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Malatjie v Passenger Rail Agency of South Africa (2377/11)  ZAGPPHC 60 (20 April 2012)
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IN THE NORTH GAUTENG HIGH COURT
PRETORIA (REPUBLIC OF SOUTH AFRICA)
CASE NO: 2377/11
DATE: 20 April 2012
IN THE MATTER BETWEEN:
T MALATJIE.............................................................................................................. PLAINTIFF
PASSENGER RAIL AGENCY OF SOUTH AFRICA.............................................. DEFENDANT
 The plaintiff, a 32 year old male who is now on a wheelchair was seriously injured on 30 April 2010 when he was attacked whilst he was a passenger in a train between Mabopane Station and Soshanguve Station, in the district of Gauteng.
 He is suing the defendant, for the injuries he sustained. The defendant is defending the action. At the commencement of the trial, as agreed between the plaintiff and the defendant's counsel, I ordered that there should be a separation between the issue of liability and quantum and the trial proceeded on the issue of liability only.
 The plaintiff testified and called one witness before closing his case. Two witnesses Mr S C Vermaak and Mr Bronkhorst testified on behalf of the defendant. The plaintiff testified that he boarded a train at Mabopane Station and he had a valid train ticket. He found four men in the carriage he went into. After sitting down, in less than 5 minutes, after the train moved from the station one of the four men approached him and requested a R 2.00 coin from him. When he told him that he did not have money the second man approached him grabbed him with his clothes, pulled and pushed him around. The other two men joined in the attack and he was searched. An amount of R350 (three hundred and fifty rand) was taken from him.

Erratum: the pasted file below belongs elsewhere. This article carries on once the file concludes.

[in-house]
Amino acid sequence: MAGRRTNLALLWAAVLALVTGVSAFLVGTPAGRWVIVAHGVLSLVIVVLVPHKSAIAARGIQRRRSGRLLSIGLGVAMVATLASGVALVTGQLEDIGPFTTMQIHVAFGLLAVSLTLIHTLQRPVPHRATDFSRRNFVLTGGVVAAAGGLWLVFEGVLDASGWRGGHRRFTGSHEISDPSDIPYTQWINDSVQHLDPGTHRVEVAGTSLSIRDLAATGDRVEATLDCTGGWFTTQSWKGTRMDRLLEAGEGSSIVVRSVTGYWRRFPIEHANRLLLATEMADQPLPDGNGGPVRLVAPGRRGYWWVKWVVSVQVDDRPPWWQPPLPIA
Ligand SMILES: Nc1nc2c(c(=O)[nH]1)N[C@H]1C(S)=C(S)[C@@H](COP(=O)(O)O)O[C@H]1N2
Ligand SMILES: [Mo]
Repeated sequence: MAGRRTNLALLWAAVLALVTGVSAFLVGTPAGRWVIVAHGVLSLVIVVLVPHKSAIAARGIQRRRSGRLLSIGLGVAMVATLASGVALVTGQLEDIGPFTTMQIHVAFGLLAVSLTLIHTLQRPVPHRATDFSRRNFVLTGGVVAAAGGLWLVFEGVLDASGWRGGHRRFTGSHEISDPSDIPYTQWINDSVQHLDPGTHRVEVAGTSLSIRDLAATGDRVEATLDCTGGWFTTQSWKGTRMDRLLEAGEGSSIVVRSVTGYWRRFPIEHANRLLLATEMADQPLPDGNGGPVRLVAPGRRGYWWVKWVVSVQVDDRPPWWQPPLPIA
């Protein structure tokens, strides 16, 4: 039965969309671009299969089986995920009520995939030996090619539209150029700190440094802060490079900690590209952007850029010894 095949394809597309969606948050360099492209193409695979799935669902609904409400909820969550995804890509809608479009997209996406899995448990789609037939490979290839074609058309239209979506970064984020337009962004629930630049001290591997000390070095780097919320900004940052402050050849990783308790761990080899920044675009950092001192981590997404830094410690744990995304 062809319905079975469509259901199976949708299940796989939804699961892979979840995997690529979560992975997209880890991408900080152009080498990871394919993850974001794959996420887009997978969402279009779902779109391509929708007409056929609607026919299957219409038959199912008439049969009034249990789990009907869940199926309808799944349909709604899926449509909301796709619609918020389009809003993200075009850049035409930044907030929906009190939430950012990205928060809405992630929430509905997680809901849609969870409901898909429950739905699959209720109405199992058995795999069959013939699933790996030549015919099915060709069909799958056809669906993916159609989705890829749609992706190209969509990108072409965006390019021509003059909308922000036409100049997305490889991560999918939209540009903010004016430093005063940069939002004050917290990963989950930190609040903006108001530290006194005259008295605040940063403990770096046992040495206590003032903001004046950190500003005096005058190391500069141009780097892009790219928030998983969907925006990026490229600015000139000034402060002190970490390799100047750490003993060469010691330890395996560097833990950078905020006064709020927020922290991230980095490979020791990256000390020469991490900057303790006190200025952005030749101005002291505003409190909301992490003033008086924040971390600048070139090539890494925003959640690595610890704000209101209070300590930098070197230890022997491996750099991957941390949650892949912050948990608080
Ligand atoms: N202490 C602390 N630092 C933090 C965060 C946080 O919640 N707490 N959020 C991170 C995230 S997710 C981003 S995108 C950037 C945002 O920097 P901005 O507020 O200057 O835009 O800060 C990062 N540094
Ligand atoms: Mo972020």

He specifically said he was tossed around next to the wide door of the train and one of the four attackers also slapped him. As the attack continued he lost his consciousness and regained same at Dr George Mukhare Hospital. He further said if the train driver had closed all the train doors he would not be thrown out of the train. During cross examination he said he could not explain how he moved out of the train which was in motion.
 He also confirmed that he made two affidavits in respect of the incident of the 30th of April 2010. In paragraph 5 of his first affidavit that he made at the Metro Rail offices he said the following:
"I don't know what happened as they pulled , pushing(sic) me around within the Metro Rail Train (?), I realised myself in Dr George Mukhare Hospital in Garankuwa."
 In the second affidavit that he made to his legal representatives (a copy of the said statement that was not commissioned was handed to the court by agreement and was labeled exhibit C. But the plaintiffs counsel said that exhibit C was properly commissioned and the original thereof was sent to the defendant). Paragraph three of exhibit C reads as follows: